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            Current Schedule

            For paid shows and events, please visit the Center Box Office in order to buy tickets online!

            JANUARY 盛世彩票ss555

            Thursday, Jan. 23, through Friday, Feb. 7
            Art: “Graphic Design: Konkuk University”
            Noon-8 p.m., Monday-Friday
            Opening Reception, Thursday, Jan. 23, 4-7 p.m.
            Bannister Gallery
            This exhibit features select works from graduating students at Konkuk University in South Korea. The university’s objective is to develop creative designers who are aware of their social responsibilities through an understanding of humanity, society, technology, philosophy and culture.

            Friday, Jan. 24
            Music: RIC Chorus
            “Young Men’s Choral Festival”
            7 p.m.
            Sapinsley Hall
            Admission free
            The Young Men’s Choral Festival is a collaboration between the Providence Singers, the Rhode Island College盛世彩票登录 Concert Chorus, the RIC chapter of the American Choral Directors Association and Bishop Hendricken High School. This joyful celebration of “Real Men Sing” consists of young men from local high 盛世彩票s who rehearse all day with guest clinician Rob Rappa. The day culminates with this celebratory free concert.

            FEBRUARY 盛世彩票ss555

            Monday, Feb. 3
            Discussion: “My Roots”
            7-9 p.m.
            Student Union 307
            Admission free
            Hair is one of the first dilemmas that black people face. Do I let people touch my hair and under what circumstances? The question, “Can I touch it?” becomes one of the most awkward social moments and can break relationships before they even start. Over the years, African American hair has been associated with the ideology of white visual conception. Some people say that blacks have embraced hairstyles and beauty methods that reflect popular European standards of beauty. Blacks have also used their West African roots and their own artistry to create styles and standards that reflect a unique black culture. This discussion includes hair care information, the history behind cultural/popular hairstyles and practices, and black-owned hair-care businesses.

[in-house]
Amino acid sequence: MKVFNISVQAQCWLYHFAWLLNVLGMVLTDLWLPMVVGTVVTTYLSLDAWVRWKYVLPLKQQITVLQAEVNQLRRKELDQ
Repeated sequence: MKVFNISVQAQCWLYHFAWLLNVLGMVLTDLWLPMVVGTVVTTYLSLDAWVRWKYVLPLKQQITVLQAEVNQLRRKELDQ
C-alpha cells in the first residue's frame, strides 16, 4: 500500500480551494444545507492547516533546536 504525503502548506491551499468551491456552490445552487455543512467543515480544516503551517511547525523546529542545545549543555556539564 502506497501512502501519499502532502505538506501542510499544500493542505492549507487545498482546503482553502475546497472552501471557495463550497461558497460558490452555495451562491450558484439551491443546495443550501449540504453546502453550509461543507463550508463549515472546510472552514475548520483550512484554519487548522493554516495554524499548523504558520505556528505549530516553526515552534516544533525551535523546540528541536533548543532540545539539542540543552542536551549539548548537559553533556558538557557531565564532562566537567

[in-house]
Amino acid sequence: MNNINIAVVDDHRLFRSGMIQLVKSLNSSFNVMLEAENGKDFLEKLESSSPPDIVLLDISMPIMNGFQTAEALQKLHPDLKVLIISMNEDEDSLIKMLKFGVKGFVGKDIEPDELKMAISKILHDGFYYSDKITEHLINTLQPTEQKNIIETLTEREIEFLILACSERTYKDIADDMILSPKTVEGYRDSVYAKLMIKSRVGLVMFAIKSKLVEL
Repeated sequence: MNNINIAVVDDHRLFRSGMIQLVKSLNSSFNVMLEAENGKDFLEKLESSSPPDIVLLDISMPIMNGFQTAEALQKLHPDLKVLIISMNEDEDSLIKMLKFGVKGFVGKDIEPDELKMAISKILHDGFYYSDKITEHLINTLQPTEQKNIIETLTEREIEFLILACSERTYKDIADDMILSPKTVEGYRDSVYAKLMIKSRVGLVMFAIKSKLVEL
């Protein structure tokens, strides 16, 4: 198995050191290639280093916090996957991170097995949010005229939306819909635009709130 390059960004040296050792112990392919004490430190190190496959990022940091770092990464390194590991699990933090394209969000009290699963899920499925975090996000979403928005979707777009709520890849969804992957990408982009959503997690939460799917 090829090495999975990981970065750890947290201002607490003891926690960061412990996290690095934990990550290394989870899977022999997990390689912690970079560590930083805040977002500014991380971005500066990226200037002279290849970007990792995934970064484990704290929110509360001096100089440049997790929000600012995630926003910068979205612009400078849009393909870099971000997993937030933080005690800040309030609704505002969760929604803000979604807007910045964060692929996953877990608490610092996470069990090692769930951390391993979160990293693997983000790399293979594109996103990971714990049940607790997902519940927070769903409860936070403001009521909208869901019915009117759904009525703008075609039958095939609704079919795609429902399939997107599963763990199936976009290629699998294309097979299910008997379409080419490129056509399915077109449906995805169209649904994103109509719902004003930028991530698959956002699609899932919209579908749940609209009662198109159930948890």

Tuesday, Feb. 4
            Lecture: “Art, Hair and Abolition: The Bannister Family and Black Activism in Rhode Island”
            5:30-7 p.m.
            Unity Center
            Admission free
            The Bannisters were history makers in the mid-1800s, a power couple who embodied a generosity of spirit. They were a testament to the power of vision, perseverance and hard work. Edward Bannister is famous for his landscape paintings and was a pioneer in the black arts community in Rhode Island. This program turns its gaze to Christiana Bannister, whose hair salon served as an important information center on the Underground Railroad and who worked for the abolition of slavery. Join the Unity Center for a pop-up hair salon and an evening of conversation with Elon Cook, program director for the Center for Reconciliation.

            Wednesday, Feb. 5
            Discussion: “Let’s Get Real: How Ya Feel?
            6-8 p.m.
            Alger 110
            Admission free
            This discussion focuses on the stigma black youth may feel about acknowledging that they are having psychological problems, which affects their coping behavior.

            Wednesday, Feb. 5
            Workshop: “Bookmaking and Zines”
            Noon-2 p.m.
            Unity Center

            Thursday, Feb. 6
            Discussion: “Mixed and Remixed: The Politics of Passing and Feeling Like an Imposter in Your Own Community”
            1-2:30 p.m.
            Gaige Hall 200
            Admission free
            Based on an episode from the well-known NPR podcast “Code Switch,” the Unity Center brings together a panel of scholars who discuss what it means to live at the intersection of different identities and cultures. What makes us feel like imposters in our own skin is not always straightforward, but when it comes to race and ethnicity, this feeling can be powerful and defining. Examples include using broken, but strangely colloquial, Arabic in front of other Middle Easterners or a white-passing Native American woman being treated like just another tourist when she attends powwows.

            Monday, Feb. 10
            Discussion: “I Am Queen, I Am King
            7-9 p.m.
            Craig-Lee Hall 105
            Admission free
            What holds us back from being who we are? What sets us back from living the life we want to live? We grow up in a world that tears us down and makes us feel less than who we are. The world can make us believe that we aren’t true kings and queens. This discussion focuses on how we can dig deep within and feel safe and find brotherhood/sisterhood.

            Wednesday, Feb. 12
            Discussion: “Black Love”
            6-8 p.m.
            Gaige Hall 200
            Admission free
            African American couples discuss what keeps their relationship strong.

            Wednesday, Feb. 12
            Lecture: “Looking at a Broad”
            6-8 p.m.
            Unity Center

            Thursday, Feb. 13
            Discussion: “Black Identity in the Dominican Community”